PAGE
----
The main form of payment associated with online shopping is a credit card. Whether it is a Mastercard, Visa or American Express, credit cards were once the only way to buy online. They are still the most widely used payment method, but the fees they attract have led more people to use other platforms.
Provide customers with more choice
The best eCommerce software offers the functionality to accept more than one form of payment. Having this flexibility will make your site more appealing for customers, allowing them to choose what suits them the most.
PayPal is an electronic money transfer service that was developed as a secure alternative to providing bank or credit card details online. It enables users to protect their personal details, while still having the convenience of digital payment system.
This digital currency isn’t as widely used as PayPal, but it provides users with another form of payment when making online transactions. The appeal of accepting Bitcoin is the lower fees it incurs when compared to credit cards and that these fees are for the purchaser, not the retailer.
BPay or bank transfer
Direct transfers are ideal for appealing to customers who do not have or want a credit card. It is a simple way of conducting a transaction that many people understand well and use on a regular basis. The downside is that the transfer is not instant and can take a few days to clear, depending on the time of the week and the banks involved.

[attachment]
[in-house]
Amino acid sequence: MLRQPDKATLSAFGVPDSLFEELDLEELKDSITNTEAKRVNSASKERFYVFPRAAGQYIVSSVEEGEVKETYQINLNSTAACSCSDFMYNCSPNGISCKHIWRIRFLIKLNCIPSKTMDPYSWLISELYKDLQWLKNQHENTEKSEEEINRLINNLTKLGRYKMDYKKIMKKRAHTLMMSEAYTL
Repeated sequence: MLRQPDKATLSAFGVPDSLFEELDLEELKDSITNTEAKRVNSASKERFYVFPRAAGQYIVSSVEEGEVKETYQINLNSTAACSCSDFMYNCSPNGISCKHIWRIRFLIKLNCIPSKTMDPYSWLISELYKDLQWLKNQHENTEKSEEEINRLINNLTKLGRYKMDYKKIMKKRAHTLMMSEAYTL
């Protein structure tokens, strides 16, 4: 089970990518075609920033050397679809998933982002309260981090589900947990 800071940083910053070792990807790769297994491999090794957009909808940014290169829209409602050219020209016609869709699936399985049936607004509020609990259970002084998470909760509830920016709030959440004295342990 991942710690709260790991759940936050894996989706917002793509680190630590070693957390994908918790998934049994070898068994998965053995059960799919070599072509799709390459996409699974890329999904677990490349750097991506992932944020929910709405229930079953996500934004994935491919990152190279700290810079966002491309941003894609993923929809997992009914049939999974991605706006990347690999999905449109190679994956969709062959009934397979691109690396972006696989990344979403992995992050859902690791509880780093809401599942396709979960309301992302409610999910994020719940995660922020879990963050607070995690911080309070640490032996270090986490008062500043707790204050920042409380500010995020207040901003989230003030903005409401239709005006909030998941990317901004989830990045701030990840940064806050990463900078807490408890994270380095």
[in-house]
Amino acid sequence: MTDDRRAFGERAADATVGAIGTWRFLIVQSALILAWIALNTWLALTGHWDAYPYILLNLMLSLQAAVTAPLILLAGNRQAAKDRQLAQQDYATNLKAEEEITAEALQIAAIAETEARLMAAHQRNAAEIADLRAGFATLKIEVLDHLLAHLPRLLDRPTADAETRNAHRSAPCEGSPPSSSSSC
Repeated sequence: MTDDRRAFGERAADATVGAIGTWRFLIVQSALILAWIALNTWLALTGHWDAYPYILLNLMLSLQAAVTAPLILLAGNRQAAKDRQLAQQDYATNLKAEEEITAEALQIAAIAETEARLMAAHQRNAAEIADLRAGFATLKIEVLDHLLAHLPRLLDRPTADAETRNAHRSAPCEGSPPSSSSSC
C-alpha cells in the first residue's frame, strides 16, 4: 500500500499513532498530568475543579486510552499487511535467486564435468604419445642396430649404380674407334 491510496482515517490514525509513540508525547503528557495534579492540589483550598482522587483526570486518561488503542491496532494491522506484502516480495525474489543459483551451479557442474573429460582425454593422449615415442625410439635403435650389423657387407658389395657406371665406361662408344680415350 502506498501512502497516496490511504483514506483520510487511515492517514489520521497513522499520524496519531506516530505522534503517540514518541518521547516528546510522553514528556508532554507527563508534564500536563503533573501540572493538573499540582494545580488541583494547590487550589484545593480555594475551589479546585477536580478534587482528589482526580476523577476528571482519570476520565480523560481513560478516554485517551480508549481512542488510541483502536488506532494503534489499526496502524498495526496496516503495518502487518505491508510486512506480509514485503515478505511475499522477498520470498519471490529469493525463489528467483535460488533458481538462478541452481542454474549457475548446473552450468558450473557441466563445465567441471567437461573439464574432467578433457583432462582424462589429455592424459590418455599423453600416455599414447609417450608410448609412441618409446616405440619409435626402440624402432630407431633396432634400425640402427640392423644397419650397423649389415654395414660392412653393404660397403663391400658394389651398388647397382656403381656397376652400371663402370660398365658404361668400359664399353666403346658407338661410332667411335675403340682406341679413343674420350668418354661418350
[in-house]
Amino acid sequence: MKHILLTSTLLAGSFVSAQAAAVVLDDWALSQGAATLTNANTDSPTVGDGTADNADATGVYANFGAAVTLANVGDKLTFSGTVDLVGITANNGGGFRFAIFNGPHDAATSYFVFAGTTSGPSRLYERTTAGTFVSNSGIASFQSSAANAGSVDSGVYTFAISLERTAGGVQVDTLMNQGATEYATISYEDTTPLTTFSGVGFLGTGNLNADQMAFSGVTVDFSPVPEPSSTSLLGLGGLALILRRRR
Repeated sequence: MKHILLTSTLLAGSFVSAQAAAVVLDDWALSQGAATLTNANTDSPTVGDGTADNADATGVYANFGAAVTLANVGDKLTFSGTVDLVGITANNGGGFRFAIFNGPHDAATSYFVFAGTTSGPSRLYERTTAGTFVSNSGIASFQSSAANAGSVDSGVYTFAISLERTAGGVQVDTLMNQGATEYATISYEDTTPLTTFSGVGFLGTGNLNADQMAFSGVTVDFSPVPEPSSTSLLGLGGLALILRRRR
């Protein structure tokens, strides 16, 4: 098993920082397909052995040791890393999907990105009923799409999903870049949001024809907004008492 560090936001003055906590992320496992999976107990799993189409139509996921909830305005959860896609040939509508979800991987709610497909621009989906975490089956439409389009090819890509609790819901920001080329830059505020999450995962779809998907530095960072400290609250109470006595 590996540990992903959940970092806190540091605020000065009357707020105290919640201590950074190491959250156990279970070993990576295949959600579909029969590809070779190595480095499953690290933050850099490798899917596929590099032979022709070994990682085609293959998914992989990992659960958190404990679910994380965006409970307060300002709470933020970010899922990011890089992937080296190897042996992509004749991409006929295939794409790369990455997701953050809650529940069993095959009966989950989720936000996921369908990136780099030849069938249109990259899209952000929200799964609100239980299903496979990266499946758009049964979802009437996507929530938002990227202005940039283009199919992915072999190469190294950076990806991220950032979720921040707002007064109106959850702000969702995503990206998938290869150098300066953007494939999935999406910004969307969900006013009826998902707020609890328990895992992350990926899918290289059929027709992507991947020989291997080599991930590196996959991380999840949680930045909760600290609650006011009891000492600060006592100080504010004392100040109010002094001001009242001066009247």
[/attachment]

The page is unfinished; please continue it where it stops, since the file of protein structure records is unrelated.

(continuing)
Make it simple to spend and people will
One of the reasons for Amazon and Apple’s success is their ability to make buying seem easier than not buying. Their payment systems are designed to create a culture of impulse buying and because they have your details already, there is very little opportunity given to back out.
Not every online retailer has the profile or consumer trust of these giants, so it is imperative for the smaller operators to give their customers the easiest, most convenient shopping experience possible. Not accepting a form of payment can be the difference between a consumer making their purchase, or heading elsewhere. Any time a customer has to stop and make a decision about how to deal with a checkout problem, they have an opportunity to change their minds or choose a competitor. Giving them the ability to select a payment method that works for them makes good business sense.